So, a couple of comments, yes, I can lead. So if you're approached with a project or an opportunity, you could be the CEO of a company now or you could be midst stage career at some point or another, everyone has an inflection point and changes. Right. So even the CEO S today of major corporations might decide to go into consulting or might become advisor or coaches for other people. So we all have different shifts in our career at any particular point. Those jumps that we make are empowered by, yes, I can lead or yes, I can do that. And then also be able to clearly say what is it that makes you valuable to a company? Uh These are both uh an attitude and a mindset that I share. I also would say a couple of call outs uh particularly in her career as you look at various segues or shifts between different industries, strong business skills, as well as knowing how to build value. So particularly in the tech world, if you're somebody that prefers to stay in private industry or entirely in start ups, uh that is perfectly fine. But if you're looking at an acquisition, uh you know, one of the roles that I function as a mentor or an advisor for other companies, you're thinking about your exit plan or is there an exit uh part of that strategy really is thinking about how you talk about yourself and what is your goal?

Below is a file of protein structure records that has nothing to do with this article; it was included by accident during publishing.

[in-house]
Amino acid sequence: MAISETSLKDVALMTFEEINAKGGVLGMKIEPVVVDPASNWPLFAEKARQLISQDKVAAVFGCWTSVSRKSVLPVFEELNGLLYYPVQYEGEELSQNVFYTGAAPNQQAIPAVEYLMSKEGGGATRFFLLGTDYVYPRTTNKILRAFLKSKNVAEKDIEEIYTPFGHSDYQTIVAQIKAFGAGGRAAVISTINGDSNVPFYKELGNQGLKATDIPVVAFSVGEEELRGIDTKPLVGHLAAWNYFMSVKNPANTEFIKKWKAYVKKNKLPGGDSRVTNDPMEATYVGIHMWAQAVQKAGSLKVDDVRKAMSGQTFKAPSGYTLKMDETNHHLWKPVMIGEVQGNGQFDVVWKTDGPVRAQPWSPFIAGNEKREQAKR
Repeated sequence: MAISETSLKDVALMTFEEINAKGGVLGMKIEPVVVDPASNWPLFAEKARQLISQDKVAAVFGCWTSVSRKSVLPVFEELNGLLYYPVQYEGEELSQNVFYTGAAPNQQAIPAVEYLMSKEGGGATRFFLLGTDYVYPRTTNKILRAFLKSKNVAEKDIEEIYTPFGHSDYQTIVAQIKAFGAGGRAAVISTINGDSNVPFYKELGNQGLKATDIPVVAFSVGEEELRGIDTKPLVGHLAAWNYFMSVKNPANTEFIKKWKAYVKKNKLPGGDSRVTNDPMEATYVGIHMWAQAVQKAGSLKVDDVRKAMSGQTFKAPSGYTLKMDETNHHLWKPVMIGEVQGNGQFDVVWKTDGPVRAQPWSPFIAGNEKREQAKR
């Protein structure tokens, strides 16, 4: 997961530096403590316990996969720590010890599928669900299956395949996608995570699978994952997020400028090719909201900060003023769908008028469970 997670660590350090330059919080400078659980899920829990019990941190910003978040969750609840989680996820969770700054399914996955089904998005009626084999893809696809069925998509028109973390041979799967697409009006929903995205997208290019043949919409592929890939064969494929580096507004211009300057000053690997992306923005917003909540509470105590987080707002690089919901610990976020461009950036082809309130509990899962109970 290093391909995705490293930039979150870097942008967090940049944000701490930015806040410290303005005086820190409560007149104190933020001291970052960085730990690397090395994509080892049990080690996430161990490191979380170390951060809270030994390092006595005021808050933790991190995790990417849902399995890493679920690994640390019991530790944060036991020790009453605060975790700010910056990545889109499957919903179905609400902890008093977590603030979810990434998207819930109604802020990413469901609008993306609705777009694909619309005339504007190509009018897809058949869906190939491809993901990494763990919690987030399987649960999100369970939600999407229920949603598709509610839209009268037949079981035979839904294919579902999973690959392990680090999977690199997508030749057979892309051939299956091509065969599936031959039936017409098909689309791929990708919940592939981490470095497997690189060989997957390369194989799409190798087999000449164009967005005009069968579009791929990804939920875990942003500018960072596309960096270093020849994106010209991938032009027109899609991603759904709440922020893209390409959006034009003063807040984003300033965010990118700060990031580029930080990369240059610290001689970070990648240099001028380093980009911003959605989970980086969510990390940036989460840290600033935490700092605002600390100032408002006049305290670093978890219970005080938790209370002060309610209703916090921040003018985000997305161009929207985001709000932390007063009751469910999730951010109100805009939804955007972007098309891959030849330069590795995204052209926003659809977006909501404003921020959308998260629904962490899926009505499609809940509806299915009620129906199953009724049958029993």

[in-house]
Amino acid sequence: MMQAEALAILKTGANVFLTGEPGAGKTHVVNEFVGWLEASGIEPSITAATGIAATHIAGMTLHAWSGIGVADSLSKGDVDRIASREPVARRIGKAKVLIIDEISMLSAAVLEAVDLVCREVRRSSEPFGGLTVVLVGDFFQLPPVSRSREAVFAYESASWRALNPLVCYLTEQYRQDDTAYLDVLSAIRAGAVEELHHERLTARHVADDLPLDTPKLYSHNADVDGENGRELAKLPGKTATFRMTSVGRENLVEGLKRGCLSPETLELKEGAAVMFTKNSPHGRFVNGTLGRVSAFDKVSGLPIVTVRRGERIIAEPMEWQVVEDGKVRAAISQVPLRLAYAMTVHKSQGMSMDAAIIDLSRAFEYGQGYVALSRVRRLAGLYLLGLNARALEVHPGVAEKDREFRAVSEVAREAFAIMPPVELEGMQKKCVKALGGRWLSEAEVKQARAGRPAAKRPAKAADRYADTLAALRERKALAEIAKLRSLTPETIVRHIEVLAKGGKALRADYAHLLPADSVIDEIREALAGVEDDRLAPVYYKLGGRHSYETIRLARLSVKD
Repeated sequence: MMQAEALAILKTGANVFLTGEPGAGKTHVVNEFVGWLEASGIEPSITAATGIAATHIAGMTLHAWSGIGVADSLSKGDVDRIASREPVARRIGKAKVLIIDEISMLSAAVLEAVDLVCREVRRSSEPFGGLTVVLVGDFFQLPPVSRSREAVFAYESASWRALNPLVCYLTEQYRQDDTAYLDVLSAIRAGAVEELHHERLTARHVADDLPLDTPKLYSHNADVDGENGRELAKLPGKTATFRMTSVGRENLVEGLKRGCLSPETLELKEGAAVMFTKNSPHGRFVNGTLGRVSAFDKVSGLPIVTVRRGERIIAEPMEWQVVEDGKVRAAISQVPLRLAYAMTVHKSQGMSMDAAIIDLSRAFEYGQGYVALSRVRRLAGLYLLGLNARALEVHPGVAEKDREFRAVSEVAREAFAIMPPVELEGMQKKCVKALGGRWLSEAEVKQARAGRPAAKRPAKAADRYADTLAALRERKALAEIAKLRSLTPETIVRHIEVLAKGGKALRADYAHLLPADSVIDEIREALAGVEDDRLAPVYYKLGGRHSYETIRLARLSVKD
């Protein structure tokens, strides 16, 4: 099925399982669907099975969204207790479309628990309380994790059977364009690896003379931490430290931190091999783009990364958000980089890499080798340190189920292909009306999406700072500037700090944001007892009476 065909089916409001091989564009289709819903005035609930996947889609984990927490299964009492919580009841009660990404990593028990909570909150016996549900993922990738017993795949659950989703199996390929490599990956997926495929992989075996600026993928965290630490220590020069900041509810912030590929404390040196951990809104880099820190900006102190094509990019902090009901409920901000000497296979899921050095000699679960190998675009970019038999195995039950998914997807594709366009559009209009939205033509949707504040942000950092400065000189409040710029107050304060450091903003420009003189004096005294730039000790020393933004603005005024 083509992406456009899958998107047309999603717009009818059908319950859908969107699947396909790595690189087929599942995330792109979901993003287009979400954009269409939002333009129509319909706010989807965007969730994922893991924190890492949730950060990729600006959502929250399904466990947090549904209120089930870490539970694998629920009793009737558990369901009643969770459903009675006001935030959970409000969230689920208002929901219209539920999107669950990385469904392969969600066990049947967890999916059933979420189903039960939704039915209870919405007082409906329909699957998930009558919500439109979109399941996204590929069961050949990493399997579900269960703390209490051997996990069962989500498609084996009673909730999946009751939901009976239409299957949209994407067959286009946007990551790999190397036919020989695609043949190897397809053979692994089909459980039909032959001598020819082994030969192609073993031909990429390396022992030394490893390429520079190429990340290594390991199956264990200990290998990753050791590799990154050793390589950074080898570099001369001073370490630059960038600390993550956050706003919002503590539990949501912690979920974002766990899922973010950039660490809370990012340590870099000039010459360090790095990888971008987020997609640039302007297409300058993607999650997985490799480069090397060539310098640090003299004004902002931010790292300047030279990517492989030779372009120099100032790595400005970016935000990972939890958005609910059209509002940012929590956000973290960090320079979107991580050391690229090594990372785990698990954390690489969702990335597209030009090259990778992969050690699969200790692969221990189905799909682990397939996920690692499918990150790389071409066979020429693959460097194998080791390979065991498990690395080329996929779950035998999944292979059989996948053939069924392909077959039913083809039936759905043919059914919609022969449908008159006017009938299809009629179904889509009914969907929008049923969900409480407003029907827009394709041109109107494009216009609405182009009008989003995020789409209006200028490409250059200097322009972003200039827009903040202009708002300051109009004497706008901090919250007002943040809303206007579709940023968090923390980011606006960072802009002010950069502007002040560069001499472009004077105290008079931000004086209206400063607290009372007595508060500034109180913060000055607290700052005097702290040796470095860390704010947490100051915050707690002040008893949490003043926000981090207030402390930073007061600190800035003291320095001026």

And in her case, she knew how to build value, right? And that was intellectual property for the tech and also being able to talk about it but was willing to hold various business functions. So an attitude of yes, but also being able to have a series of very specific skill sets that are handy or highly priced uh both within the start up world as well as in large corporations. Uh So articulating transferable skill sets is important but also being able to execute, right. So uh being able to talk about ourselves clearly and say I'm the CEO of a company, you know, my functional areas are XY and Z very important, but really have some evidenced examples of what you've made saved or built for a campaign. So using specific math in that discussion and also being able to tell that uh metric in a story or add it into the narrative of who you are and then last but not least have confidence. So know your unique value proposition and be uh willing to show up and smile and be present in those discussions. My experiences as a woman executive have varied. Uh So I'm about 21 plus years into my career right now.